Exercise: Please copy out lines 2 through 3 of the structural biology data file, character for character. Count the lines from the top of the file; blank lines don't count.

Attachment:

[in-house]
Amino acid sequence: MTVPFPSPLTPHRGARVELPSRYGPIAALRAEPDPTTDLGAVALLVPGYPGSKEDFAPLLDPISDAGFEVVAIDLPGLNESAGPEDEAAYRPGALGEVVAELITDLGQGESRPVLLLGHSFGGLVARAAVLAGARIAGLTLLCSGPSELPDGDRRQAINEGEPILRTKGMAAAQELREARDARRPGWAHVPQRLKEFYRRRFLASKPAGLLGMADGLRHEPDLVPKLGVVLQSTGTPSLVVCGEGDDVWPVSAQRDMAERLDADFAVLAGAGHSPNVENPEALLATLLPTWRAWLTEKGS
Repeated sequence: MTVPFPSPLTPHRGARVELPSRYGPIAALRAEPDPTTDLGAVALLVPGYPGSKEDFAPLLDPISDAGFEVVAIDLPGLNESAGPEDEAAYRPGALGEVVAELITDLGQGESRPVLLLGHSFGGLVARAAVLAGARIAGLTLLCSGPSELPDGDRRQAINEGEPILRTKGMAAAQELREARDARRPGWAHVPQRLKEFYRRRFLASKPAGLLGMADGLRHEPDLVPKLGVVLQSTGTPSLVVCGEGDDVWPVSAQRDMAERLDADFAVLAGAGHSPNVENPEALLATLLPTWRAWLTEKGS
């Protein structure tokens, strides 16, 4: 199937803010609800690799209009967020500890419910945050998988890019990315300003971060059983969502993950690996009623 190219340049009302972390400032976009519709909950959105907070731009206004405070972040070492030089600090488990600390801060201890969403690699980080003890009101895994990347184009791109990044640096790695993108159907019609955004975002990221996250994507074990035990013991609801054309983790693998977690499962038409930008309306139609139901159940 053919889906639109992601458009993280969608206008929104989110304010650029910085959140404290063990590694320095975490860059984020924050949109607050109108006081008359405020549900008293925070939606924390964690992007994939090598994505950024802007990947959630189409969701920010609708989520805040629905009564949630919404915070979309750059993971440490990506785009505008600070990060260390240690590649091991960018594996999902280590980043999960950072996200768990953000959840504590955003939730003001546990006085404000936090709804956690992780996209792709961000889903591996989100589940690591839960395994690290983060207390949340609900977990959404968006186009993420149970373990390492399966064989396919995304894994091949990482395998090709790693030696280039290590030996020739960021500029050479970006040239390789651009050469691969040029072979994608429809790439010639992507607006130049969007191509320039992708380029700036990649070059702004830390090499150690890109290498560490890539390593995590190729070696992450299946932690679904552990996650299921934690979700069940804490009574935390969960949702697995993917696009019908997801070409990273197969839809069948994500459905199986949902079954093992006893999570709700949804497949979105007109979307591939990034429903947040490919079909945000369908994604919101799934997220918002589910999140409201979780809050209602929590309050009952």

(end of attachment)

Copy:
Amino acid sequence: MTVPFPSPLTPHRGARVELPSRYGPIAALRAEPDPTTDLGAVALLVPGYPGSKEDFAPLLDPISDAGFEVVAIDLPGLNESAGPEDEAAYRPGALGEVVAELITDLGQGESRPVLLLGHSFGGLVARAAVLAGARIAGLTLLCSGPSELPDGDRRQAINEGEPILRTKGMAAAQELREARDARRPGWAHVPQRLKEFYRRRFLASKPAGLLGMADGLRHEPDLVPKLGVVLQSTGTPSLVVCGEGDDVWPVSAQRDMAERLDADFAVLAGAGHSPNVENPEALLATLLPTWRAWLTEKGS
Repeated sequence: MTVPFPSPLTPHRGARVELPSRYGPIAALRAEPDPTTDLGAVALLVPGYPGSKEDFAPLLDPISDAGFEVVAIDLPGLNESAGPEDEAAYRPGALGEVVAELITDLGQGESRPVLLLGHSFGGLVARAAVLAGARIAGLTLLCSGPSELPDGDRRQAINEGEPILRTKGMAAAQELREARDARRPGWAHVPQRLKEFYRRRFLASKPAGLLGMADGLRHEPDLVPKLGVVLQSTGTPSLVVCGEGDDVWPVSAQRDMAERLDADFAVLAGAGHSPNVENPEALLATLLPTWRAWLTEKGS